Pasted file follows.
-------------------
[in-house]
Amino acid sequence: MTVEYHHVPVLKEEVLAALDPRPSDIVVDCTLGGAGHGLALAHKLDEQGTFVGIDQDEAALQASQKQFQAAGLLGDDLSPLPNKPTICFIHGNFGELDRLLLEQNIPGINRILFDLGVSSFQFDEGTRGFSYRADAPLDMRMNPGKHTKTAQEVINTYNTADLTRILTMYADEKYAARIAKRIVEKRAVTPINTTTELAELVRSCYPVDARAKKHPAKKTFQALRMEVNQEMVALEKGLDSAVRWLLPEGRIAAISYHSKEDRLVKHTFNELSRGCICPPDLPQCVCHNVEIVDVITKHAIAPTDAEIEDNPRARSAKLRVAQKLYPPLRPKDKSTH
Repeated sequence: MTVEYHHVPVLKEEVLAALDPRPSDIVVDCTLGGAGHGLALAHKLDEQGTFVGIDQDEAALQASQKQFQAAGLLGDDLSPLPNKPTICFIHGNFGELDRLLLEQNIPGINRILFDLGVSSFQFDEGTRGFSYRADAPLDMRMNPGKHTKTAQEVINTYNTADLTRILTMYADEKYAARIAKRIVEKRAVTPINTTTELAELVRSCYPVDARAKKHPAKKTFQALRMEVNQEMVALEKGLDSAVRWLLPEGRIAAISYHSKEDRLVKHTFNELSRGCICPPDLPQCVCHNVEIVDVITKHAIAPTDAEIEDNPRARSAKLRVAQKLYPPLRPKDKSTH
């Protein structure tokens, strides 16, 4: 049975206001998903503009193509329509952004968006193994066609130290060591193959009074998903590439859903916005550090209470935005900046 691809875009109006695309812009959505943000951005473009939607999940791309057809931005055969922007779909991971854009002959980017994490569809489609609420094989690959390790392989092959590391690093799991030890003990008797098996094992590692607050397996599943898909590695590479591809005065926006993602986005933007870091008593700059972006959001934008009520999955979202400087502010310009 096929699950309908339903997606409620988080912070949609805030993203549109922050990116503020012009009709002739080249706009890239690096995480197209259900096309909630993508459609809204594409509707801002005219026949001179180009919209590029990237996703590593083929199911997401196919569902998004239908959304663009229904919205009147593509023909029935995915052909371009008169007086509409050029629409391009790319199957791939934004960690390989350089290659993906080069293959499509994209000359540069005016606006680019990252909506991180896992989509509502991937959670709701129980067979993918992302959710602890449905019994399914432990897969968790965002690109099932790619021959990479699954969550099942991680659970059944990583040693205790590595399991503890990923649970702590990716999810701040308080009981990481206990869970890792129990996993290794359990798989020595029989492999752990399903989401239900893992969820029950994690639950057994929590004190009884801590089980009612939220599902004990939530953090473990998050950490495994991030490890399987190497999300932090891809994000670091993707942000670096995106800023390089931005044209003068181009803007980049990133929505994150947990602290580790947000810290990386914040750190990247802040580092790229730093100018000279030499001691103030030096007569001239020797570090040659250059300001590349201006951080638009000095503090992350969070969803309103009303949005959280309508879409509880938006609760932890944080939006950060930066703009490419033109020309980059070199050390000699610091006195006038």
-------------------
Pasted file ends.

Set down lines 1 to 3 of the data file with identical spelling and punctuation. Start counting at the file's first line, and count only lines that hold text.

[in-house]
Amino acid sequence: MTVEYHHVPVLKEEVLAALDPRPSDIVVDCTLGGAGHGLALAHKLDEQGTFVGIDQDEAALQASQKQFQAAGLLGDDLSPLPNKPTICFIHGNFGELDRLLLEQNIPGINRILFDLGVSSFQFDEGTRGFSYRADAPLDMRMNPGKHTKTAQEVINTYNTADLTRILTMYADEKYAARIAKRIVEKRAVTPINTTTELAELVRSCYPVDARAKKHPAKKTFQALRMEVNQEMVALEKGLDSAVRWLLPEGRIAAISYHSKEDRLVKHTFNELSRGCICPPDLPQCVCHNVEIVDVITKHAIAPTDAEIEDNPRARSAKLRVAQKLYPPLRPKDKSTH
Repeated sequence: MTVEYHHVPVLKEEVLAALDPRPSDIVVDCTLGGAGHGLALAHKLDEQGTFVGIDQDEAALQASQKQFQAAGLLGDDLSPLPNKPTICFIHGNFGELDRLLLEQNIPGINRILFDLGVSSFQFDEGTRGFSYRADAPLDMRMNPGKHTKTAQEVINTYNTADLTRILTMYADEKYAARIAKRIVEKRAVTPINTTTELAELVRSCYPVDARAKKHPAKKTFQALRMEVNQEMVALEKGLDSAVRWLLPEGRIAAISYHSKEDRLVKHTFNELSRGCICPPDLPQCVCHNVEIVDVITKHAIAPTDAEIEDNPRARSAKLRVAQKLYPPLRPKDKSTH